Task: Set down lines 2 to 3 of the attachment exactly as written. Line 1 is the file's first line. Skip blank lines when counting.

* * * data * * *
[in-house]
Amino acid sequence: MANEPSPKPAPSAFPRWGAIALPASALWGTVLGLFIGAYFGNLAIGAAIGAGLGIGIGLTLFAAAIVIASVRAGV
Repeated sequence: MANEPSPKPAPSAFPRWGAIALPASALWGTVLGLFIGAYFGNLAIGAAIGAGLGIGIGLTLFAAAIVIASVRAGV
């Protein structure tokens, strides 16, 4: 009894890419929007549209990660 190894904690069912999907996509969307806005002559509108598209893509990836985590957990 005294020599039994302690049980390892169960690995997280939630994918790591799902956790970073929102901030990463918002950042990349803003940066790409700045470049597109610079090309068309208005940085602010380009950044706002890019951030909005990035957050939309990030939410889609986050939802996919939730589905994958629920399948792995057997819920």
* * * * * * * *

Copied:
Amino acid sequence: MANEPSPKPAPSAFPRWGAIALPASALWGTVLGLFIGAYFGNLAIGAAIGAGLGIGIGLTLFAAAIVIASVRAGV
Repeated sequence: MANEPSPKPAPSAFPRWGAIALPASALWGTVLGLFIGAYFGNLAIGAAIGAGLGIGIGLTLFAAAIVIASVRAGV